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The Order of the Teutonic Knights of
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The German Order of the Teutonic Knights of Christ in Jerusalem
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Thumbnail for version as of 21:23, 16 March 2014  LivonianOrder-TeutonicKnights.jpg  Thumbnail for version as of 21:23, 16 March 2014

The Landmeister in Livland
 Landmeister in Livland was a high office in the Teutonic Order. The Landmeister administered the Livonia of the Teutonic Order. These lands had fallen to the Teutonic Order in 1237 by the incorporation of the former Livonian Brothers of the Sword. The seat of the Landmeister was castle Wenden. The Landmaster's function in Livonia lasted until 1561, when in aftermath of Livonian War the last Landmeister Gotthard Kettler relinquished the northern parts of the Mastery and in the Union of Vilna secularized the part still left to him and, as the Duchy of Courland and Semigallia, took fief from the Polish king and Grand Duke of Lithuania Sigismund II Augustus. The non-recognition of this act by Pope, Holy Roman Empire and the Grand Master of the Teutonic Order had no factual effect.


The office of the Livonian Landmaster was the successor to the Lord Master of the Order of the Sword Brothers. With the integration of the remains of the Order of the Sword Brothers in 1236 in the aftermath of the Battle of Saule into the Teutonic Order, the land master of Prussia, Hermann Balk, in 1237 in personal union for the first time took over position of the Landmeister in Livland. It was also decided that this procedure should remain the exception of the rule in the future. Owing to the geographical distance between Livonia and Prussia, as well as regional peculiarities in governing the country, Landmeister, elected by the Livonian General Chapter and confirmed only by the Grand Master of the Teutonic Order, has always maintained a degree of autonomy within the State of the Teutonic Order.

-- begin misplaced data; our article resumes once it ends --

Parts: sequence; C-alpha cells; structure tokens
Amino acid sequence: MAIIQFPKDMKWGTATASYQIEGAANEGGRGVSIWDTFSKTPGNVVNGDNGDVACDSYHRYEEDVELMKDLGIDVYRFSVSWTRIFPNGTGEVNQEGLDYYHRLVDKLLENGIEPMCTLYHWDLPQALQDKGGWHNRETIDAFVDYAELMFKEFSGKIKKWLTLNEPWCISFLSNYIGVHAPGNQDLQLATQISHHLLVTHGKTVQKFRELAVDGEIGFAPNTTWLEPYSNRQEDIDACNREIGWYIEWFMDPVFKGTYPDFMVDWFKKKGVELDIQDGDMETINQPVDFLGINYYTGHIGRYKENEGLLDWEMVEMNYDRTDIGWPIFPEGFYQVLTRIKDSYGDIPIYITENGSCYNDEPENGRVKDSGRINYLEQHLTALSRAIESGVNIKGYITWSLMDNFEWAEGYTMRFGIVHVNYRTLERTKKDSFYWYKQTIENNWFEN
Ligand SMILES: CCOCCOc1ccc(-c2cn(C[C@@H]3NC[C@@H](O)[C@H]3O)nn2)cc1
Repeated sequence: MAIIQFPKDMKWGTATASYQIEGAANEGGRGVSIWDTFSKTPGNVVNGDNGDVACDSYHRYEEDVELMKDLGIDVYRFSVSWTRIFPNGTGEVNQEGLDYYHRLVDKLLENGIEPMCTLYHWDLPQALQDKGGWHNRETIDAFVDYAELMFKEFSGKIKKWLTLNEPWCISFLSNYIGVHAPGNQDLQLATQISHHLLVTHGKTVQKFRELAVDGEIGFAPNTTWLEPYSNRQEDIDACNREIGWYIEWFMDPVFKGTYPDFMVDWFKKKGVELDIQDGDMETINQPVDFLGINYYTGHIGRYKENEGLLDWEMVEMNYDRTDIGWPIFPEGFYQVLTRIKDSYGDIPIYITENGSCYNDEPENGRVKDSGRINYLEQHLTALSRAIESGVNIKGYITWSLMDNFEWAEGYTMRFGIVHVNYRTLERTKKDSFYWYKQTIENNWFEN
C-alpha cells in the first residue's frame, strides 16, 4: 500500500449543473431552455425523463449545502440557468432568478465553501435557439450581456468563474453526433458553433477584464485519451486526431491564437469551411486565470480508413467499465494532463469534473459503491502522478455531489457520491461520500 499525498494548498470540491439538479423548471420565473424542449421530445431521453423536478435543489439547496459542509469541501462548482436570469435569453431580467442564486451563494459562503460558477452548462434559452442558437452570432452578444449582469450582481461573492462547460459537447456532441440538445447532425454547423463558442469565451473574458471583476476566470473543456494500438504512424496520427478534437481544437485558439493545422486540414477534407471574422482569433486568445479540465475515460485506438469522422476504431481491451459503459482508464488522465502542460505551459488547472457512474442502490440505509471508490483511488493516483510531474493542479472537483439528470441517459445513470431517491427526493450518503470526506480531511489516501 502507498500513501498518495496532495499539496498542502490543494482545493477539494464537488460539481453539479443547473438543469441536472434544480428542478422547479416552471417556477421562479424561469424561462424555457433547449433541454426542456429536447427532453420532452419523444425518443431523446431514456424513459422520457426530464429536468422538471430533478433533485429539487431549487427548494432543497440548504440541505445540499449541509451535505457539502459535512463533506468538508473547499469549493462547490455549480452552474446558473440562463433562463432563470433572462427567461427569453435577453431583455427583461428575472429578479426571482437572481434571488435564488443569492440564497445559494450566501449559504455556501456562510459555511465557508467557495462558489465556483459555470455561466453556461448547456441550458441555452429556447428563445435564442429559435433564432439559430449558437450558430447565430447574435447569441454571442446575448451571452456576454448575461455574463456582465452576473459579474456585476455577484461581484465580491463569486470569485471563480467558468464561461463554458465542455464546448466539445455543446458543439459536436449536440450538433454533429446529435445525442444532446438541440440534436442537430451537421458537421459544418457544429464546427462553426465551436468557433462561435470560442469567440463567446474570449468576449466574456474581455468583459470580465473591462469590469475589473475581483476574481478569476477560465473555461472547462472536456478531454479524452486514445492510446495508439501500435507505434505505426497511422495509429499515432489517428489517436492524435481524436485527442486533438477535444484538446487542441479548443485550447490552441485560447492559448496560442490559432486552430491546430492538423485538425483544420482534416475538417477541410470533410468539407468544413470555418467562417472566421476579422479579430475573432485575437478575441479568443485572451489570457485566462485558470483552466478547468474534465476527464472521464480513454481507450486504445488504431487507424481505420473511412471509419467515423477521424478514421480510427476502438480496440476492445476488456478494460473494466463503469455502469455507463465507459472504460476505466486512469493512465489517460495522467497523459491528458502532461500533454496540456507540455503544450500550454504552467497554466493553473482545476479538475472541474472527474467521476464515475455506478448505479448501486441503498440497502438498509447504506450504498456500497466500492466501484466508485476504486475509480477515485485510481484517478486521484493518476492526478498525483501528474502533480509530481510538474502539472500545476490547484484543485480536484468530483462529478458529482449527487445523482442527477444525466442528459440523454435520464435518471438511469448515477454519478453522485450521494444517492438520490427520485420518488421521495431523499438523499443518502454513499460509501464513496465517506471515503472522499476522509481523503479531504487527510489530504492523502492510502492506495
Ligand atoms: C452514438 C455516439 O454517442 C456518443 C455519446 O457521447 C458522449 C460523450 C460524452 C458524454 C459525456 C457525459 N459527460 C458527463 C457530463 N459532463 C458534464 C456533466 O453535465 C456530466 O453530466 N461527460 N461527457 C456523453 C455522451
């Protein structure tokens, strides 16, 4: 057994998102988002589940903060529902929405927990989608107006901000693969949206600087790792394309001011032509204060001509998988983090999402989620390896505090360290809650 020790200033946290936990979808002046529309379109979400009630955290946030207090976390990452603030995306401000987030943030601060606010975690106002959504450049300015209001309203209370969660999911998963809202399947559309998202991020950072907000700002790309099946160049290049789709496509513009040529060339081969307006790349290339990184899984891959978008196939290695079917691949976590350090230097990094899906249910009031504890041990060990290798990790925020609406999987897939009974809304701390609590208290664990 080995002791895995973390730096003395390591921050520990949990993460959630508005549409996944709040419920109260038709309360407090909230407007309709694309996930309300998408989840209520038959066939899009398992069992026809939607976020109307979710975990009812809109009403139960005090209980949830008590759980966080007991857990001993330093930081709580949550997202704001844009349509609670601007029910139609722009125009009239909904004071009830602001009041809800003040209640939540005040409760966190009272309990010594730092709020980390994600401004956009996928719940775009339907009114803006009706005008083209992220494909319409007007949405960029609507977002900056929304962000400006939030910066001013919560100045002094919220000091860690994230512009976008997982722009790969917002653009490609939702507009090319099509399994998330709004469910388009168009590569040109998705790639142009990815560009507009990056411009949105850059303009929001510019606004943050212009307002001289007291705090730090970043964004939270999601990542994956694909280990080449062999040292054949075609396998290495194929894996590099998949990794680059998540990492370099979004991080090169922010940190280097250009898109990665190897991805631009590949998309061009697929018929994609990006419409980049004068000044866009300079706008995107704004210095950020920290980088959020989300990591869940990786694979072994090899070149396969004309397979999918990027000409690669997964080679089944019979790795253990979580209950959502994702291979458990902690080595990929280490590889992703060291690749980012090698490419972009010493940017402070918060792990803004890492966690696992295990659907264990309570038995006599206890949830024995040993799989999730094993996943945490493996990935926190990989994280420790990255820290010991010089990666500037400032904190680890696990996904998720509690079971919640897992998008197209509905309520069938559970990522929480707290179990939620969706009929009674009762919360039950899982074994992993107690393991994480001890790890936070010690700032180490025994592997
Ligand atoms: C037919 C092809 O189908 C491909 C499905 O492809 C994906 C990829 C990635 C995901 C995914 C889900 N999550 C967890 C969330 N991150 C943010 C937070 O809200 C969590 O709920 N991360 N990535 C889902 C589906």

Although from 1309 to 1525 the relocation of the seat of the Grand Master to the Marienburg or to Königsberg is also the center of religious rule in the relatively near Prussia was the masterpiece Livonia always politically and militarily retained a special status and was often referred to as Livonian Order. In Livonia existed, in contrast to Prussia, a division of the spheres of influence between the religious power and various autonomous bishoprics. This unusual power constellation was based on the Order of the Sword Brothers heritage. In addition came the different origin of the cadres of the both branches of the Order: while in Prussia predominantly Central and West German religious ruled, the corps of the Livonian Order branch recruited predominantly from North German and Danish knights. This reflected the country's attachment to the traditions of forcible proselytizing of Livonians and Estonians at the beginning of the 13th century: Christianity spread in the northern Baltic through pre-Hanseatic sea connections from bases such as Lübeck and the Danish Zealand.


Coordinated activities of both branches in the war against the Grand Duchy of Lithuania remained the exception in view of this constellation. An outstanding example is the absence of the entire Livonian Order in the decisive campaign of 1410, which led to the catastrophe in the Battle of Tannenberg. The Livonian Landmeister Conrad von Vytinghove relied on a truce agreed with the Lithuanian Grand Duke Vytautas. The most important landlord in Livonia was Wolter von Plettenberg (1494-1535) due to his victory over the invasion army of the Russian Grand Duke Ivan III. In 1503 and his pragmatic approach to the introduction of the Reformation in Livonia. He himself, like his successors until 1561, remained Catholic even after the Reformation, but under him the Reformation prevailed in Livonia among Baltic Germans, Estonians and Latvians. The Protestant faith has survived to this day in Estonia and Latvia.